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Those of you who look at such things may have noticed that I'm licensing this on more liberal terms than I've been using for Silicon Soapware.

This journal (and probably future issues of Silicon Soapware as well) will be under the Creative Commons Attribution-ShareAlike 4.0 International License. The main difference is that I've dropped the restriction against commercial use. You can read the fine print on the Creative Commons site at http://creativecommons.org/.

I got started thinking about this when I noticed that the Creative Commons people had upgraded all their licenses and were recommending that people use the newer versions.

When I was growing up the music industry (as well as movies and other media) were built around a few large companies. The recording and distribution technology of the time tended to favor a culture of a relatively few heavily promoted stars. This made a few composers and performers wealthy while most languished unnoticed. There may have been a larger number of people making a modest living in the various arts but the general public didn't hear much about them.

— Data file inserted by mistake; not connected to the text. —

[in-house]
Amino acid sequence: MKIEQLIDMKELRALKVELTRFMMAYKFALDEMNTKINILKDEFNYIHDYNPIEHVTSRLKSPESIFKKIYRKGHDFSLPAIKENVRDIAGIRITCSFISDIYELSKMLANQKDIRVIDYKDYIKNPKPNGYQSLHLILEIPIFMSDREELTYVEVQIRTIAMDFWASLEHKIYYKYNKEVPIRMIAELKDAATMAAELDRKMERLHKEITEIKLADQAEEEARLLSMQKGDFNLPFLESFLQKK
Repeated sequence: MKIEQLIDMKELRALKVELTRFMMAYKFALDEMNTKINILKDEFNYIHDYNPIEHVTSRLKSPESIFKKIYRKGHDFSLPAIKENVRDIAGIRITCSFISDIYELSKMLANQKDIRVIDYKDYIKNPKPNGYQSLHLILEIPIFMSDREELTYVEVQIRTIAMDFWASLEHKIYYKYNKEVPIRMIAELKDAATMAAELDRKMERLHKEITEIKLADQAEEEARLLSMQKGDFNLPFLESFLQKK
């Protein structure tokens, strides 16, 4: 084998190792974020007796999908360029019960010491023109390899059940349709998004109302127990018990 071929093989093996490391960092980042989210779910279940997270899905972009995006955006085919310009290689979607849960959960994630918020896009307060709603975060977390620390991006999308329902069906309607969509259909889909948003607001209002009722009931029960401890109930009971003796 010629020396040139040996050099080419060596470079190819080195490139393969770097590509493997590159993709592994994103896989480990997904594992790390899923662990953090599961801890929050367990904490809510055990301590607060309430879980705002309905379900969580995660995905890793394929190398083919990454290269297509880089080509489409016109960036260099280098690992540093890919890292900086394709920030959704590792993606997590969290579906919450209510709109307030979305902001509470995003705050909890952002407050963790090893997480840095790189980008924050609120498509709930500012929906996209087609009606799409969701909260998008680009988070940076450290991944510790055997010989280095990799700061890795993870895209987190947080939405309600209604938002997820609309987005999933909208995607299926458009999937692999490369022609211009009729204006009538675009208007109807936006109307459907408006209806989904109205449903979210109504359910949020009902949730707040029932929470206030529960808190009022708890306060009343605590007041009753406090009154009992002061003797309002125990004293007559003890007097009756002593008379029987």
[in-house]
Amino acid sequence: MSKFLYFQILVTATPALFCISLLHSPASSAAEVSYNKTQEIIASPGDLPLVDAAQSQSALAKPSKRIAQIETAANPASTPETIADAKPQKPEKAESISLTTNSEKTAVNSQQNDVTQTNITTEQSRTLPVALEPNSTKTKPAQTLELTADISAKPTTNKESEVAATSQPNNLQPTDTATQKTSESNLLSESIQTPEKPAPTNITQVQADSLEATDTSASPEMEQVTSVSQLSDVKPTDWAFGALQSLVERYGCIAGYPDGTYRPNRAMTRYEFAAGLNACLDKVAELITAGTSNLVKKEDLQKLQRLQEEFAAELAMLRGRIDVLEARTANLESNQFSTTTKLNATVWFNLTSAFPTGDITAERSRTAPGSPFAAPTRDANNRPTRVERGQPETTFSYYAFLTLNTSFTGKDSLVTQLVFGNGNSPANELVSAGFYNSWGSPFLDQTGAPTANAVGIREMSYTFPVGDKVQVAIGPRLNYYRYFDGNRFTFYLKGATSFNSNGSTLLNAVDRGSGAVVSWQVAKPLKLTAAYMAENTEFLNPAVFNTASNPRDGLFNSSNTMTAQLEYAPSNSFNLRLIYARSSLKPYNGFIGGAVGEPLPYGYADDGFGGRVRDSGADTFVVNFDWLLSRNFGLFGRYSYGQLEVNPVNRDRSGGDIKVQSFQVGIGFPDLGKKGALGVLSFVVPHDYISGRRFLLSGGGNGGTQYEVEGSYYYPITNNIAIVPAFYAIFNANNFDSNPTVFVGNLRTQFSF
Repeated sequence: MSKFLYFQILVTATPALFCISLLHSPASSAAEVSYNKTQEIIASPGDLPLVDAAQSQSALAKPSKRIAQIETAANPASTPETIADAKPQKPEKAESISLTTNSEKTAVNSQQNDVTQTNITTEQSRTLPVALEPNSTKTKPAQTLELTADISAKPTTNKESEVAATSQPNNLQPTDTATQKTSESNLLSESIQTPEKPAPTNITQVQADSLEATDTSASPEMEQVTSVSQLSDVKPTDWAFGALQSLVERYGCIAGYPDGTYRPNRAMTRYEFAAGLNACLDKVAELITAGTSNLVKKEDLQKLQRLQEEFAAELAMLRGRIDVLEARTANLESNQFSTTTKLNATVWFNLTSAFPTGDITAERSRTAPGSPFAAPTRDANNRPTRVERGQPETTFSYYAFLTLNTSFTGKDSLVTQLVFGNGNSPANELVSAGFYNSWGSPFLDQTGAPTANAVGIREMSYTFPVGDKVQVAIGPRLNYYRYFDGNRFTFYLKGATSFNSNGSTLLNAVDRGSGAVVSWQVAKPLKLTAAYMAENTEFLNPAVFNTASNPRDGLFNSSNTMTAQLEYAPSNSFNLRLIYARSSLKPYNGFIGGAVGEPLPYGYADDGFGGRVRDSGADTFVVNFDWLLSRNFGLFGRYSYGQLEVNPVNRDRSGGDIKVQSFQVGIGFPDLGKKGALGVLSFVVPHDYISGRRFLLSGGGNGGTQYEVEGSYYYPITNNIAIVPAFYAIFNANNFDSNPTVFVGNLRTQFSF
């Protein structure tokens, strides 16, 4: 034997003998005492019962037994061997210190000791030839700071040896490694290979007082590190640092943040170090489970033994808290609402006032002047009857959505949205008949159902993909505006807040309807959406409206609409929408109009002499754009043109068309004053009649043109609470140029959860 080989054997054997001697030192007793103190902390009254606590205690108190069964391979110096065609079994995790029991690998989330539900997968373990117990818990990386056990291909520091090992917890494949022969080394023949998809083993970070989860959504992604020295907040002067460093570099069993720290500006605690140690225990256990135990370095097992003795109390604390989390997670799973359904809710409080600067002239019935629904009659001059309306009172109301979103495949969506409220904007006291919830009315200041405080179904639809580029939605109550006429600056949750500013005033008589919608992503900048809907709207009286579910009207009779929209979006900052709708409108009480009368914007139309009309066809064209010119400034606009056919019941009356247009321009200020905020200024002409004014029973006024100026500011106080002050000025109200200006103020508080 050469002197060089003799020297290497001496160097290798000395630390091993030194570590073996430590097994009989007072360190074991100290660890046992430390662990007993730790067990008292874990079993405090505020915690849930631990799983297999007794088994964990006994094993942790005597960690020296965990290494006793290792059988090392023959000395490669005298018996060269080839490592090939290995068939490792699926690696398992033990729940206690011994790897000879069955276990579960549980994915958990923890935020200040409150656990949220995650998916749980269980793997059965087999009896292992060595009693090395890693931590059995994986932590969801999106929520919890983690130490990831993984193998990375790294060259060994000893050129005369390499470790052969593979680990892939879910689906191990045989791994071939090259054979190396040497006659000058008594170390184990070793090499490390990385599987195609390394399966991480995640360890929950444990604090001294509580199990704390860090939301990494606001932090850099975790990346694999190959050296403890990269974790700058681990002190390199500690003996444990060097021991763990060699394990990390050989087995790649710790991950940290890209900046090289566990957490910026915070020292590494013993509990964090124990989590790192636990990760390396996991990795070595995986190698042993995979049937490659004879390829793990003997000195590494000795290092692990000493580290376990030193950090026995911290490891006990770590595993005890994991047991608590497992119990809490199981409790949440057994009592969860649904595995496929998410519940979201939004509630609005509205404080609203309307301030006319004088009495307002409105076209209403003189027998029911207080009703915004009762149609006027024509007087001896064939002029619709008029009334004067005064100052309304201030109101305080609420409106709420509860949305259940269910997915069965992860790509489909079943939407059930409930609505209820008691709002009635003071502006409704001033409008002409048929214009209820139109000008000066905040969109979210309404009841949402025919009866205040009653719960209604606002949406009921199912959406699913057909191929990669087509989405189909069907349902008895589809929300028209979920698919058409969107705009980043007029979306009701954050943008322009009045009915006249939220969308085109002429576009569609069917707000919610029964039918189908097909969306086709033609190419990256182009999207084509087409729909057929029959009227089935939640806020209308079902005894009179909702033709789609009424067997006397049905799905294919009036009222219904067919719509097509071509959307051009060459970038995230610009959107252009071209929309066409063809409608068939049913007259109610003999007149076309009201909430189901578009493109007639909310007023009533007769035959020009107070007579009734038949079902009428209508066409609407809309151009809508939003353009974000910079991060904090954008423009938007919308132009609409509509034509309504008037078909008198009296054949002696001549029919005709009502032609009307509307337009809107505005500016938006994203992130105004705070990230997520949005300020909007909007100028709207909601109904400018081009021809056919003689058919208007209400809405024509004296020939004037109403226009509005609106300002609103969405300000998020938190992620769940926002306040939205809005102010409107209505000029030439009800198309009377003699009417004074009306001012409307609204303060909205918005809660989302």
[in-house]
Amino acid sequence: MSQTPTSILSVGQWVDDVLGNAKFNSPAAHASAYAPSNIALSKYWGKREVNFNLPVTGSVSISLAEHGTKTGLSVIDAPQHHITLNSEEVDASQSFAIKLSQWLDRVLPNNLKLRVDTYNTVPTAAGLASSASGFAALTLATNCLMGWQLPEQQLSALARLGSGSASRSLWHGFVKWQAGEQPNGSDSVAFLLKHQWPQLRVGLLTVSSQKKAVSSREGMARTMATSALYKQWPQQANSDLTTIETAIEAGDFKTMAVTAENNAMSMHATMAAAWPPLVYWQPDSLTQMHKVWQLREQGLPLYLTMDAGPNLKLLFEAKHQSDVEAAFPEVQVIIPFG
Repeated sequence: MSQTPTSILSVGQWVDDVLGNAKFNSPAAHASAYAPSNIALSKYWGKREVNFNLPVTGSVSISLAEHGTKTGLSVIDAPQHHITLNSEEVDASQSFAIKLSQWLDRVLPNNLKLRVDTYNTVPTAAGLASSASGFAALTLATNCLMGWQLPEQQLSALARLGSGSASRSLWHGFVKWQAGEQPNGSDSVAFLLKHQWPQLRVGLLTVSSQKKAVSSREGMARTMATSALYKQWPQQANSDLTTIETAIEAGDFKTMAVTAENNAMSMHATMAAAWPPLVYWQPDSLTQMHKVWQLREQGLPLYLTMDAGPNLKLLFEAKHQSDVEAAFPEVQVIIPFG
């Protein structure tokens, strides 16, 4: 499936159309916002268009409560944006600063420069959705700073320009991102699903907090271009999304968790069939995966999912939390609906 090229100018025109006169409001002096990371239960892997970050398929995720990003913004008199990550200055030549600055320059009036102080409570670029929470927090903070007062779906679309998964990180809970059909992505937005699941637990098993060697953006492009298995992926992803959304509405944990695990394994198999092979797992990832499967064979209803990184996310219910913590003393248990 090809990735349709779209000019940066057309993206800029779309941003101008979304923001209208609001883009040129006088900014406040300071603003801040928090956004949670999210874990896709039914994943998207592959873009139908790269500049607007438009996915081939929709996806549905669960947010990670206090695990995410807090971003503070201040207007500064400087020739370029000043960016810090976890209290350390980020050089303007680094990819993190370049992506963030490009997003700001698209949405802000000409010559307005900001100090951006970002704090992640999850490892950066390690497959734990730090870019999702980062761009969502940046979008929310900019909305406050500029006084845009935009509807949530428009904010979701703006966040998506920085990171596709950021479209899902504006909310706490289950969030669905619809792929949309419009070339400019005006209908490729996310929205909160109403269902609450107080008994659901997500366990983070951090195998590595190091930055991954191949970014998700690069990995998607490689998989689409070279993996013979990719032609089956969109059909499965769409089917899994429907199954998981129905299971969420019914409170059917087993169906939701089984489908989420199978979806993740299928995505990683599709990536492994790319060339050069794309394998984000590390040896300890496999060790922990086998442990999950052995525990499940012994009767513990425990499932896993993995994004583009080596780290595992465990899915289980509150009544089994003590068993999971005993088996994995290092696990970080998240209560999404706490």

Thus it appeared that the only way to succeed as a writer was to somehow get noticed by one of the established publishers.

In addition, I'd grown up hearing horror stories about composers like Stephen Foster who died in poverty as others got rich from their works. I didn't want that to happen to me.

Then the world started changing. Cassette tapes came along, making it feasible for people to record music at home and distribute it to their friends and acquaintances. The quality may not have been what you would get from a studio, but at least it was a start. Likewise, printing technology made small-scale distribution of written works less capital-intensive.

Around this time I was getting involved in science fiction fandom, where one could make friends and otherwise get non-monetary rewards by being generous with one's creations.

Then computers and the Internet added momentum to the trend. Now a culture based on freely shared creative works is taking shape, and it feels like something I want to be part of. Based on the arguments I've read on the Creative Commons site and elsewhere, the type of license I'll be using appears to be the best choice for me.

If people with money want to give me some I'll gladly take it (contact me for logistics), but I won't be charging for my work in the conventional sense.

See also:
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